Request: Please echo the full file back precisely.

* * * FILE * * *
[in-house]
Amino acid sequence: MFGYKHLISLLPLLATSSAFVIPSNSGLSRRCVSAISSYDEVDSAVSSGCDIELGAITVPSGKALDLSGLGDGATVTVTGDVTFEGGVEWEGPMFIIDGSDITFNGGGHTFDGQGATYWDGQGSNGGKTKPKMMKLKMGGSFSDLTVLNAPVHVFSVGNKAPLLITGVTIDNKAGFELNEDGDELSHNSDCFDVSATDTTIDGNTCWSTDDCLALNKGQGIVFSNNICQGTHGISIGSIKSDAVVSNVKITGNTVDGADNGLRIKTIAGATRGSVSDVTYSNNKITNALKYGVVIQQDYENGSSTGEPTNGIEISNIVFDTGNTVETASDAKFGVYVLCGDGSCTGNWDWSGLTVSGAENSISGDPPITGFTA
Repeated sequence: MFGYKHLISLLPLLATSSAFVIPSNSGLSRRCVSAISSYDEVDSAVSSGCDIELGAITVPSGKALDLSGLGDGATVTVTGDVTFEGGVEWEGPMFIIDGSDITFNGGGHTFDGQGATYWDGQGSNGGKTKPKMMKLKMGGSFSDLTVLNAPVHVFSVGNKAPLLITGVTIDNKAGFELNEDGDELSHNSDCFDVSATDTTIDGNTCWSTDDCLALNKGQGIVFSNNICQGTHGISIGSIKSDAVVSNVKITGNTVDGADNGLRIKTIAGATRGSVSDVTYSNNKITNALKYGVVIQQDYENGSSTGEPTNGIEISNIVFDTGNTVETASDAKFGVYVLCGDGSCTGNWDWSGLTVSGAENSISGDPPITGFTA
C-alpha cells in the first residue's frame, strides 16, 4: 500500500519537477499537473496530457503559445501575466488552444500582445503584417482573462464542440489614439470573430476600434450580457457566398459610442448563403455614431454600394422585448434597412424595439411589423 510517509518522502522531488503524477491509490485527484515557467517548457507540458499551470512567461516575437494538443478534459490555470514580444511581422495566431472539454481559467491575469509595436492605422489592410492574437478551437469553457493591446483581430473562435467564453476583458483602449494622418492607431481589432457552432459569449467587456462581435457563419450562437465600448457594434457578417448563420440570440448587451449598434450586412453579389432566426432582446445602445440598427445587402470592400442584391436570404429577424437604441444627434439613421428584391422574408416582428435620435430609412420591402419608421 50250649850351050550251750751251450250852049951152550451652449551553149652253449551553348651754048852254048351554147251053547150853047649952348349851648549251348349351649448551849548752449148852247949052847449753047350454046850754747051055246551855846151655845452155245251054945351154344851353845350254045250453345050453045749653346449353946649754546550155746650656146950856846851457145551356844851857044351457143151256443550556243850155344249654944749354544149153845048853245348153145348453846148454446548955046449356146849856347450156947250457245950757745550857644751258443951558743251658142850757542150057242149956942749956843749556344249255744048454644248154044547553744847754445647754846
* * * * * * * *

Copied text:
[in-house]
Amino acid sequence: MFGYKHLISLLPLLATSSAFVIPSNSGLSRRCVSAISSYDEVDSAVSSGCDIELGAITVPSGKALDLSGLGDGATVTVTGDVTFEGGVEWEGPMFIIDGSDITFNGGGHTFDGQGATYWDGQGSNGGKTKPKMMKLKMGGSFSDLTVLNAPVHVFSVGNKAPLLITGVTIDNKAGFELNEDGDELSHNSDCFDVSATDTTIDGNTCWSTDDCLALNKGQGIVFSNNICQGTHGISIGSIKSDAVVSNVKITGNTVDGADNGLRIKTIAGATRGSVSDVTYSNNKITNALKYGVVIQQDYENGSSTGEPTNGIEISNIVFDTGNTVETASDAKFGVYVLCGDGSCTGNWDWSGLTVSGAENSISGDPPITGFTA
Repeated sequence: MFGYKHLISLLPLLATSSAFVIPSNSGLSRRCVSAISSYDEVDSAVSSGCDIELGAITVPSGKALDLSGLGDGATVTVTGDVTFEGGVEWEGPMFIIDGSDITFNGGGHTFDGQGATYWDGQGSNGGKTKPKMMKLKMGGSFSDLTVLNAPVHVFSVGNKAPLLITGVTIDNKAGFELNEDGDELSHNSDCFDVSATDTTIDGNTCWSTDDCLALNKGQGIVFSNNICQGTHGISIGSIKSDAVVSNVKITGNTVDGADNGLRIKTIAGATRGSVSDVTYSNNKITNALKYGVVIQQDYENGSSTGEPTNGIEISNIVFDTGNTVETASDAKFGVYVLCGDGSCTGNWDWSGLTVSGAENSISGDPPITGFTA
C-alpha cells in the first residue's frame, strides 16, 4: 500500500519537477499537473496530457503559445501575466488552444500582445503584417482573462464542440489614439470573430476600434450580457457566398459610442448563403455614431454600394422585448434597412424595439411589423 510517509518522502522531488503524477491509490485527484515557467517548457507540458499551470512567461516575437494538443478534459490555470514580444511581422495566431472539454481559467491575469509595436492605422489592410492574437478551437469553457493591446483581430473562435467564453476583458483602449494622418492607431481589432457552432459569449467587456462581435457563419450562437465600448457594434457578417448563420440570440448587451449598434450586412453579389432566426432582446445602445440598427445587402470592400442584391436570404429577424437604441444627434439613421428584391422574408416582428435620435430609412420591402419608421 50250649850351050550251750751251450250852049951152550451652449551553149652253449551553348651754048852254048351554147251053547150853047649952348349851648549251348349351649448551849548752449148852247949052847449753047350454046850754747051055246551855846151655845452155245251054945351154344851353845350254045250453345050453045749653346449353946649754546550155746650656146950856846851457145551356844851857044351457143151256443550556243850155344249654944749354544149153845048853245348153145348453846148454446548955046449356146849856347450156947250457245950757745550857644751258443951558743251658142850757542150057242149956942749956843749556344249255744048454644248154044547553744847754445647754846